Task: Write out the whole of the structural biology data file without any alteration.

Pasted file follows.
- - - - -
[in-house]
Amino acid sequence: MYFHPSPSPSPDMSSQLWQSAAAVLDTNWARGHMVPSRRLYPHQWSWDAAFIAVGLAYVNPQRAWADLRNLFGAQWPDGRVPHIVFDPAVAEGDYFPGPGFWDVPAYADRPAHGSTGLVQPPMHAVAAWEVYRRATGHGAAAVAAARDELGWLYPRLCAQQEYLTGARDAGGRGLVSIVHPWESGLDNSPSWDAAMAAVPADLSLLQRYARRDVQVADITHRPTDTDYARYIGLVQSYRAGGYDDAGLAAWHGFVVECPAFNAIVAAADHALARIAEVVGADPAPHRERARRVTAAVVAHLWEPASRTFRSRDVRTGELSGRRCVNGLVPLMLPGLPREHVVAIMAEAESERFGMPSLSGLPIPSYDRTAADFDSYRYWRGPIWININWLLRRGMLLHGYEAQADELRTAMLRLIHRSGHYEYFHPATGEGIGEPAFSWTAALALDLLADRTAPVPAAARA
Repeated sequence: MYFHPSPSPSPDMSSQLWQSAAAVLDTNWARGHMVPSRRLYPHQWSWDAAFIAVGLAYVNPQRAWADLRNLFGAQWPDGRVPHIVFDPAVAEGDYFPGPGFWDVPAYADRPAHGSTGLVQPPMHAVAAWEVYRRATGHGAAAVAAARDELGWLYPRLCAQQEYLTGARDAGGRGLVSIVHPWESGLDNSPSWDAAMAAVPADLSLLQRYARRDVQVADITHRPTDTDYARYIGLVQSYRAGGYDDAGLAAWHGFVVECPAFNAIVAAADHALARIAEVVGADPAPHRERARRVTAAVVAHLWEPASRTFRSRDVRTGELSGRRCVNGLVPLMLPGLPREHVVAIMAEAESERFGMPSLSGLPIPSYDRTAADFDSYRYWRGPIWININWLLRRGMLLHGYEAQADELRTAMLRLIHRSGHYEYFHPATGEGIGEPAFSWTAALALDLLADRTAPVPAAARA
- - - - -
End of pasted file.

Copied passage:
[in-house]
Amino acid sequence: MYFHPSPSPSPDMSSQLWQSAAAVLDTNWARGHMVPSRRLYPHQWSWDAAFIAVGLAYVNPQRAWADLRNLFGAQWPDGRVPHIVFDPAVAEGDYFPGPGFWDVPAYADRPAHGSTGLVQPPMHAVAAWEVYRRATGHGAAAVAAARDELGWLYPRLCAQQEYLTGARDAGGRGLVSIVHPWESGLDNSPSWDAAMAAVPADLSLLQRYARRDVQVADITHRPTDTDYARYIGLVQSYRAGGYDDAGLAAWHGFVVECPAFNAIVAAADHALARIAEVVGADPAPHRERARRVTAAVVAHLWEPASRTFRSRDVRTGELSGRRCVNGLVPLMLPGLPREHVVAIMAEAESERFGMPSLSGLPIPSYDRTAADFDSYRYWRGPIWININWLLRRGMLLHGYEAQADELRTAMLRLIHRSGHYEYFHPATGEGIGEPAFSWTAALALDLLADRTAPVPAAARA
Repeated sequence: MYFHPSPSPSPDMSSQLWQSAAAVLDTNWARGHMVPSRRLYPHQWSWDAAFIAVGLAYVNPQRAWADLRNLFGAQWPDGRVPHIVFDPAVAEGDYFPGPGFWDVPAYADRPAHGSTGLVQPPMHAVAAWEVYRRATGHGAAAVAAARDELGWLYPRLCAQQEYLTGARDAGGRGLVSIVHPWESGLDNSPSWDAAMAAVPADLSLLQRYARRDVQVADITHRPTDTDYARYIGLVQSYRAGGYDDAGLAAWHGFVVECPAFNAIVAAADHALARIAEVVGADPAPHRERARRVTAAVVAHLWEPASRTFRSRDVRTGELSGRRCVNGLVPLMLPGLPREHVVAIMAEAESERFGMPSLSGLPIPSYDRTAADFDSYRYWRGPIWININWLLRRGMLLHGYEAQADELRTAMLRLIHRSGHYEYFHPATGEGIGEPAFSWTAALALDLLADRTAPVPAAARA